Safety and security tips for Uber
Uber (Uber Technologies Inc.) is an American multinational on-line transportation network company headquartered in San Francisco, California. It develops, markets and operates the Uber mobile app. This app allows consumers with smartphones to submit a trip request which is then routed to Uber drivers who use their own cars. As of May 2016, the service was available in over 66 countries and 449 cities worldwide.
Uber was founded as “UberCab” by Travis Kalanick and Garrett Camp in 2009. The app was released the following June. Beginning in 2012, Uber expanded internationally. In 2014, it experimented with carpooling features and made other updates.
Uber processes all payments involved, charging the passenger’s credit card. Uber takes a cut for itself (which ranges from 5% to 20%), and direct depositing the remaining money into the driver’s account. This makes all transactions completely cashless. (Although riders can give tips.) So it is a great convenience for both the rider and driver!
Although Uber is considered a safe mode of transportation, there have been instances where an Uber driver or someone posing as an Uber driver have perpetrated crimes against unsuspecting clients. (And vice versa.) So I wanted to give you the latest security and safety tips that can help prevent you from becoming a victim.
Security and Safety Concerns
Although Uber is considered to be a safe alternative to taxis and limos, there are risks (just like with anything.) In some cases, criminal activity has been associated with Uber rides. These include sexual assault, robbery and kidnapping. Students, single women and intoxicated riders seem to be the greatest at risk.
For example, in February of last year, a Boston Uber driver was arrested for indecent assault and battery of a woman. A 30-year-old Boston woman told police that she and three friends had summoned an Uber ride. After her friends were dropped off, the woman remained in the car to go to a separate location and during that time, the driver touched her inappropriately several times, according to police.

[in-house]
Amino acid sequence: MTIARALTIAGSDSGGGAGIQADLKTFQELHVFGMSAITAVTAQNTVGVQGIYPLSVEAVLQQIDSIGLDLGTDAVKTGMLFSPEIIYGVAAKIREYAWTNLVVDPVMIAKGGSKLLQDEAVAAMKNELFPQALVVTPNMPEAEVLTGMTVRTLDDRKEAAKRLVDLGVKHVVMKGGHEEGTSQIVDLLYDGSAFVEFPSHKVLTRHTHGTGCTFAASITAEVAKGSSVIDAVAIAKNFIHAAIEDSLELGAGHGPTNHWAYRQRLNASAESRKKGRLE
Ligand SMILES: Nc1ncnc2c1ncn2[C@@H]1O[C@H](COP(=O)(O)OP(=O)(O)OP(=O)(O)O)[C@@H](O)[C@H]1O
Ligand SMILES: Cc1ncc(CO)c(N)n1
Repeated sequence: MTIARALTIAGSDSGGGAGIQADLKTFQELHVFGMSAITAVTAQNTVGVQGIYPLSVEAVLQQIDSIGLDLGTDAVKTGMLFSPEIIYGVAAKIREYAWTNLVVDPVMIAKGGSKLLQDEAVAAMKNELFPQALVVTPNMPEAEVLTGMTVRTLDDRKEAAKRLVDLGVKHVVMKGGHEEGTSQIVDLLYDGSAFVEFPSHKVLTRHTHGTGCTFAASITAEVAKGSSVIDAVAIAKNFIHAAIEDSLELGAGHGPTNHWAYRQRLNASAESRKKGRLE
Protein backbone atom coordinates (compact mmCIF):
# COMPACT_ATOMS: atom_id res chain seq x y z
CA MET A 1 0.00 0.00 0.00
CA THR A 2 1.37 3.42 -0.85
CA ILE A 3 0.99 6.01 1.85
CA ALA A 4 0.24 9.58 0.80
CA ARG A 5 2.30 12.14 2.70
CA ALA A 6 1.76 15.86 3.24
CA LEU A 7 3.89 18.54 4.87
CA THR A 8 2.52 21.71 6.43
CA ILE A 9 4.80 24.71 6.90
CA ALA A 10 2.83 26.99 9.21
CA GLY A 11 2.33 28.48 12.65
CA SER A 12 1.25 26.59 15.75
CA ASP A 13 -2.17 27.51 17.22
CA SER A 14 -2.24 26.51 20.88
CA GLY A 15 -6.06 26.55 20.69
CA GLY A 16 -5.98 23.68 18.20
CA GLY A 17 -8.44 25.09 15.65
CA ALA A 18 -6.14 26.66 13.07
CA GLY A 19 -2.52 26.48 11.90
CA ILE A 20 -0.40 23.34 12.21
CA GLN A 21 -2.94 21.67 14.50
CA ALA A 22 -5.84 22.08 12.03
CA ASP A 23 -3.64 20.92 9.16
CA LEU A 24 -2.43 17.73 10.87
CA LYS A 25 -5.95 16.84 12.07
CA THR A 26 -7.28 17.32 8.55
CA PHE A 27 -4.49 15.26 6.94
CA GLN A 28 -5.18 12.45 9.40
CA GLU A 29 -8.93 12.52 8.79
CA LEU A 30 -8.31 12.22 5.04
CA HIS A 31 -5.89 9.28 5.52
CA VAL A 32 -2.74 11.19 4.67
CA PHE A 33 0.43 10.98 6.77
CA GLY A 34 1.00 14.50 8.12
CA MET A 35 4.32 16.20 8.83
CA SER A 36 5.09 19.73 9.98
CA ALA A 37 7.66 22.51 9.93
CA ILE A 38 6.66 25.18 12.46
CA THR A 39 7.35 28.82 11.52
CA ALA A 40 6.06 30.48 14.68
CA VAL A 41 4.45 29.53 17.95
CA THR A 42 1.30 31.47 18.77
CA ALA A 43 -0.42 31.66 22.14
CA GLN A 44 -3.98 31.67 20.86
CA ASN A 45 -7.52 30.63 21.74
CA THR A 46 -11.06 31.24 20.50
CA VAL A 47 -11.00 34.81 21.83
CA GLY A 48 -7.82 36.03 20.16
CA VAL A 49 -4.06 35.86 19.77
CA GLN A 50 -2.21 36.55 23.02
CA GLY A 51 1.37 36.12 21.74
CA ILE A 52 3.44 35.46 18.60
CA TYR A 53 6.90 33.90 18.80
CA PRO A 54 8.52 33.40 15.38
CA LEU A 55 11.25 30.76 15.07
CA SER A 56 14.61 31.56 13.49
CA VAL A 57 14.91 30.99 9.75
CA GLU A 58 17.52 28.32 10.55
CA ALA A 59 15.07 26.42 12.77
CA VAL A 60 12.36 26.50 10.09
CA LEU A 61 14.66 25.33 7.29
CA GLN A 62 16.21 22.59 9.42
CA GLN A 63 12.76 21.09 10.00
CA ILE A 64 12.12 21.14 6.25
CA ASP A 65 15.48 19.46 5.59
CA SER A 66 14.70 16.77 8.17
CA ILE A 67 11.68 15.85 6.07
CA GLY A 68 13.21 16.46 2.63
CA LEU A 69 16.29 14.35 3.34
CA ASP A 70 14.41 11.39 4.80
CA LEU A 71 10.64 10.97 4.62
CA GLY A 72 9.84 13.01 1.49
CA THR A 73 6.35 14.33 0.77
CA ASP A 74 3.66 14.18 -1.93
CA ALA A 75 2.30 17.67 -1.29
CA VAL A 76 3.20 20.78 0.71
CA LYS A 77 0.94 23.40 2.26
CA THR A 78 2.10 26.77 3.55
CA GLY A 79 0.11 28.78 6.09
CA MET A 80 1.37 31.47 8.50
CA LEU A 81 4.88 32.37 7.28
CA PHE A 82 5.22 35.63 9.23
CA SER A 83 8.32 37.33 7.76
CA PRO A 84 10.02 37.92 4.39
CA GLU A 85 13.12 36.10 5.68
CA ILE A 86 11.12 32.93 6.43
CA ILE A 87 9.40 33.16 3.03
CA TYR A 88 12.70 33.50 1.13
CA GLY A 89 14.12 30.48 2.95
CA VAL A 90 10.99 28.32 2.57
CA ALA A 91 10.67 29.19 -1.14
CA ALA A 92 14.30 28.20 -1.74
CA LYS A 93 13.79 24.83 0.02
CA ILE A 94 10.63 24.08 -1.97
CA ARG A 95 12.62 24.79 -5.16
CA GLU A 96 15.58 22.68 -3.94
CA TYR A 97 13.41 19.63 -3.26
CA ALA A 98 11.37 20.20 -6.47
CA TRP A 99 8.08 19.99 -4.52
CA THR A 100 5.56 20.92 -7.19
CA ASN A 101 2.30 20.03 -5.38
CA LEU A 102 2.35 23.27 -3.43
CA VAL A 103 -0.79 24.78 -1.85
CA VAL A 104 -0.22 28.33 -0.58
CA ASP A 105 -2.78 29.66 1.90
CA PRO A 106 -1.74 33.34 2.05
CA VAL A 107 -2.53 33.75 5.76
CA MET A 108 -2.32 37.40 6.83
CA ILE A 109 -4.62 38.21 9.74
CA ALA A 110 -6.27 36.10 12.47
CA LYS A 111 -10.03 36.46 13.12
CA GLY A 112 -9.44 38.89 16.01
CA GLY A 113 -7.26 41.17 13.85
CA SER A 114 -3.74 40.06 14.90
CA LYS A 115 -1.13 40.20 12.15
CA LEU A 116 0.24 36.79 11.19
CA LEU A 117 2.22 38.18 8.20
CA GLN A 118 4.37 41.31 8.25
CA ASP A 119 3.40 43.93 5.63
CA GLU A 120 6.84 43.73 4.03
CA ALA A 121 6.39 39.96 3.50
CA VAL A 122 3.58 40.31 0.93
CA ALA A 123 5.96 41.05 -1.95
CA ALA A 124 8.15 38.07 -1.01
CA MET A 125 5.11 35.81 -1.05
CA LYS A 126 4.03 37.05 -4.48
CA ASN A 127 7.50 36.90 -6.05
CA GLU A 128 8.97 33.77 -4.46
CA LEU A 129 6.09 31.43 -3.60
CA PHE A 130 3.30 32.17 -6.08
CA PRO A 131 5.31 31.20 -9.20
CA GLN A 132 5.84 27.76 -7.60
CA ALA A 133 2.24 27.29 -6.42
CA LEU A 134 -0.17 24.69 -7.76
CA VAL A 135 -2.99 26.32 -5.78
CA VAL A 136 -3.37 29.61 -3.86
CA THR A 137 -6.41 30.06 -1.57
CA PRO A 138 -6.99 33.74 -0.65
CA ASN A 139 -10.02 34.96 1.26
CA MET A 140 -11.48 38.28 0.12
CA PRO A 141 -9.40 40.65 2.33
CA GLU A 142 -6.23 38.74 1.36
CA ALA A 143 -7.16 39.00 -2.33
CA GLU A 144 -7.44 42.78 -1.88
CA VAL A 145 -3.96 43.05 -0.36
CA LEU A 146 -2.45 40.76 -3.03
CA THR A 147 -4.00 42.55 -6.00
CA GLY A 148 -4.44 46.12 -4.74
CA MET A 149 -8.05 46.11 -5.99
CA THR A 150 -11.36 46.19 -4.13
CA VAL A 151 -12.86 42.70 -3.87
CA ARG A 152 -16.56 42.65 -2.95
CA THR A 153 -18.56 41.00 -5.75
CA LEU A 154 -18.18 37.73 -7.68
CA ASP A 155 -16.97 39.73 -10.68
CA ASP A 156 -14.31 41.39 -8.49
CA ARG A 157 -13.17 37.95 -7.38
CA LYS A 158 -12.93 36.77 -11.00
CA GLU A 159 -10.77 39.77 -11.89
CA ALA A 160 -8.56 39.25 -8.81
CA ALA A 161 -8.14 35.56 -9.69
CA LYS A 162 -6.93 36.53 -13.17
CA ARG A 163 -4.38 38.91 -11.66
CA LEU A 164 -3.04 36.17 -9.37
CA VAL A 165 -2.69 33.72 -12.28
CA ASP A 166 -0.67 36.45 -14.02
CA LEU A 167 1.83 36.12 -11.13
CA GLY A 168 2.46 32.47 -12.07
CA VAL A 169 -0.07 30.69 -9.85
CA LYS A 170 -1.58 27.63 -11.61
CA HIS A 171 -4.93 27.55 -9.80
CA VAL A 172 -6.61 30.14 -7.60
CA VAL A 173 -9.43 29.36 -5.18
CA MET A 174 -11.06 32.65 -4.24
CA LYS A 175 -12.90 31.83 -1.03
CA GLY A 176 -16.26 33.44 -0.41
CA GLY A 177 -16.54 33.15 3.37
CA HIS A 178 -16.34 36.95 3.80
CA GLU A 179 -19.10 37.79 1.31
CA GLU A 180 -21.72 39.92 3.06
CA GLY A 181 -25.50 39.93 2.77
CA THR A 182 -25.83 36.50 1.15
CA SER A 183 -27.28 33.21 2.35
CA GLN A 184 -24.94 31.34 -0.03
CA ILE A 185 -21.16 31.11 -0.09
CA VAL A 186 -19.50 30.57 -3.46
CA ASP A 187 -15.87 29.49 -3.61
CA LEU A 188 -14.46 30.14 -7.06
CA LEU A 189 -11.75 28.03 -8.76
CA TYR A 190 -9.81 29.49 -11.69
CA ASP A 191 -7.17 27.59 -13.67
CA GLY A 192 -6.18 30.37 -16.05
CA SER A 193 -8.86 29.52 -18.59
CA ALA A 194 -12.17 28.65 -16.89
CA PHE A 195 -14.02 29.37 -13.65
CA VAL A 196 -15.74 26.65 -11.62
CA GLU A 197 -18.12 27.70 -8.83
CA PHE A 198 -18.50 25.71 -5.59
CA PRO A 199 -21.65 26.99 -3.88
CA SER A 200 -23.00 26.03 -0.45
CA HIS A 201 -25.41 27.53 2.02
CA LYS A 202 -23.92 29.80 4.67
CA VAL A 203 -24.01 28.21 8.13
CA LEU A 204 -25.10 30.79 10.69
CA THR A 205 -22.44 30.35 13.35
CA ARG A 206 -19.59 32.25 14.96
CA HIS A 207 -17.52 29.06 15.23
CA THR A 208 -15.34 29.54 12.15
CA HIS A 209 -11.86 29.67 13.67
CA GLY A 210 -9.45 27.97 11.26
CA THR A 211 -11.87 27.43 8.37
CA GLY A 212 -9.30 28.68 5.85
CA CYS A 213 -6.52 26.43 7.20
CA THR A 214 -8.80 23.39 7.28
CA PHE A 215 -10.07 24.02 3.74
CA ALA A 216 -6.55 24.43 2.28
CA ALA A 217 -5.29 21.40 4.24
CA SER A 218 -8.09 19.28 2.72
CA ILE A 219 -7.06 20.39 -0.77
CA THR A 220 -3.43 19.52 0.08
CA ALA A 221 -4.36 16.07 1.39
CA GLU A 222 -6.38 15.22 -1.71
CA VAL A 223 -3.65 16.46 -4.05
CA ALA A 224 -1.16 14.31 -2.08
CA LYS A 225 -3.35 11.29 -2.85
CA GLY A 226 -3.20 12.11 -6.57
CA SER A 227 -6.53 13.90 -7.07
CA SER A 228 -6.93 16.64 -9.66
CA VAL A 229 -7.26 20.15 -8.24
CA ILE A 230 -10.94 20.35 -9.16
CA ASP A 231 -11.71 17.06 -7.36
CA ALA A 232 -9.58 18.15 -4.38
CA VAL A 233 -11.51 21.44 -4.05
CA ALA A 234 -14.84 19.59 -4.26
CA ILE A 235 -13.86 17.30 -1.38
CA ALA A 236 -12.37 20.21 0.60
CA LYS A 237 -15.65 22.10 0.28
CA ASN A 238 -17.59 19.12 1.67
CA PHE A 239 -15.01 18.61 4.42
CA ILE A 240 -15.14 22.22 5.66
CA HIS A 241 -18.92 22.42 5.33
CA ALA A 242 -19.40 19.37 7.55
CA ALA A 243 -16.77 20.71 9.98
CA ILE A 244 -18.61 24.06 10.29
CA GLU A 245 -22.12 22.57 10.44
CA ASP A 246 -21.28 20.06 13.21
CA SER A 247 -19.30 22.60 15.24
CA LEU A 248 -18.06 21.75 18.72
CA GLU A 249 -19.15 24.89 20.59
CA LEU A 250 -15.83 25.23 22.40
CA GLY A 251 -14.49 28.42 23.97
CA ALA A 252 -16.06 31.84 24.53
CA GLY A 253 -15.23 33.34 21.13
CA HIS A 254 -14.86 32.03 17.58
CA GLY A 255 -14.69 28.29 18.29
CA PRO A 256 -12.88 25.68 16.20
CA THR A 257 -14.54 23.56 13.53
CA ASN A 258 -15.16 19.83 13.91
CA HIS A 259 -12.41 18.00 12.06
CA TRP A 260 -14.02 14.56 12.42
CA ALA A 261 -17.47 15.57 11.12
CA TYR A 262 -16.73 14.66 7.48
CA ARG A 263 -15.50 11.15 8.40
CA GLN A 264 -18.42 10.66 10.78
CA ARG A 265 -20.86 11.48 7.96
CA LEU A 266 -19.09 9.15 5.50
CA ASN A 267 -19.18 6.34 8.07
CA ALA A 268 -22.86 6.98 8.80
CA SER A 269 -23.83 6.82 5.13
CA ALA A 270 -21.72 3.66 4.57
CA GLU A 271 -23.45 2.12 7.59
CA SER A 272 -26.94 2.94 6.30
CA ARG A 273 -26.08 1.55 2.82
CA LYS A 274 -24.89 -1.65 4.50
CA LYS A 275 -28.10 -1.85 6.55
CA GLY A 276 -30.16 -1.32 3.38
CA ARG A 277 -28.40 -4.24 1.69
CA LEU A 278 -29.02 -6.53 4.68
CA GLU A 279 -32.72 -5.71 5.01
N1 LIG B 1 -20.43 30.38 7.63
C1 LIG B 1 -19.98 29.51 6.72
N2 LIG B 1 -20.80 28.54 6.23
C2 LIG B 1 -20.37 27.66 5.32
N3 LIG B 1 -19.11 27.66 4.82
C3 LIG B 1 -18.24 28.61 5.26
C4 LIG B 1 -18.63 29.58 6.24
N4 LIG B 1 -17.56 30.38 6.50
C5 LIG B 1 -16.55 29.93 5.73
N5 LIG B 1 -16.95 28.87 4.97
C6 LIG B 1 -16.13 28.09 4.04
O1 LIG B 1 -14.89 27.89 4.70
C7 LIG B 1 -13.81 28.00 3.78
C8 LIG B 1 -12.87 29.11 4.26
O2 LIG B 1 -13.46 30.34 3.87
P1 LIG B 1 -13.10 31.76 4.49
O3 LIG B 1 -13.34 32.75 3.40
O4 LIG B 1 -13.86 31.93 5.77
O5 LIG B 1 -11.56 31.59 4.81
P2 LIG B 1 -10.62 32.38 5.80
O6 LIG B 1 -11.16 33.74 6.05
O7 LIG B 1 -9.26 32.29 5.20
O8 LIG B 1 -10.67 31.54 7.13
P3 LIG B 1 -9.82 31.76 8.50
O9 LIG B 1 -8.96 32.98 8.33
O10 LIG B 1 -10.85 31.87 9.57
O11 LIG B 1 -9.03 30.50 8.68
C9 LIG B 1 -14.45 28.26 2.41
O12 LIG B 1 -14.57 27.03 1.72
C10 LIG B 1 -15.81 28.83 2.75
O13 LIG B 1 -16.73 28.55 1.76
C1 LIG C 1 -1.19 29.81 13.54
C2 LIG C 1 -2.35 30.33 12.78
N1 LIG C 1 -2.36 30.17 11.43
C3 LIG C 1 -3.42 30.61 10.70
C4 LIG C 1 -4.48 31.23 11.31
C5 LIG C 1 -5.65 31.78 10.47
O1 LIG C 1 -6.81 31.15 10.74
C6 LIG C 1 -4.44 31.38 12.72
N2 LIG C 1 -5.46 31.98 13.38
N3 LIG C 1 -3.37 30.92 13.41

A 32-year-old Uber driver has been charged with assault in the third degree, strangulation and disorderly conduct after an incident that occurred in May on the University of Delaware campus.
Most all Uber transactions are safe, so these incidents are exceptions to the rule. Still, knowing what steps to take to ensure your safety is important.
Drivers for Uber must be at least 21 years of age and have:
- Access to a 4-door vehicle that is 2006 or newer in most cities
- An in-state auto insurance policy with the driver’s name on the policy
- A social security number
- An in-state driver’s license, licensed in the US for at least one year
- In-state plates with current registration
- To be able to pass a background and driving records check
Staying Safe while “Ubering”
Verify the identity of the driver and their car before you get in
The Uber app provides riders with their driver’s first name, photo, license plate number, a photo of the vehicle in which they will be picking up the customer, the driver’s rating and the driver’s expected time of arrival. This information is intended to prevent riders from getting in a car with a fake driver.
Criminals who attempt to pose as Uber drivers often use areas where people are waiting for an Uber such as airports, outside of bars and restaurants, tourist attractions and other areas with large groups of people.
They will slowly drive along the curb or stop and make eye contact with unsuspecting riders who ask, “are you my Uber driver”, which, of course, leads to the bad guy responding, “yes I am; please get in.” Unlike taxis, an Uber vehicle has no visible markings.
Although Uber drivers must complete a comprehensive background and criminal check, there have been instances where a driver will share his/her driver account and phone with a friend, roommate or even a stranger in exchange for money or a “commission” on all sales. This enables a person to pick you up who IS NOT an Uber company-vetted driver (which requires the driver to successfully complete a background investigation and criminal records check).
So, before you get into a vehicle, make sure it matches the make, model, and license plate number of the Uber you hailed. Also check that the driver’s face you were sent matches the driver who picked you up. When the driver arrives, ask the driver their name to make sure it matches the name you were sent.
Wait inside for your ride to come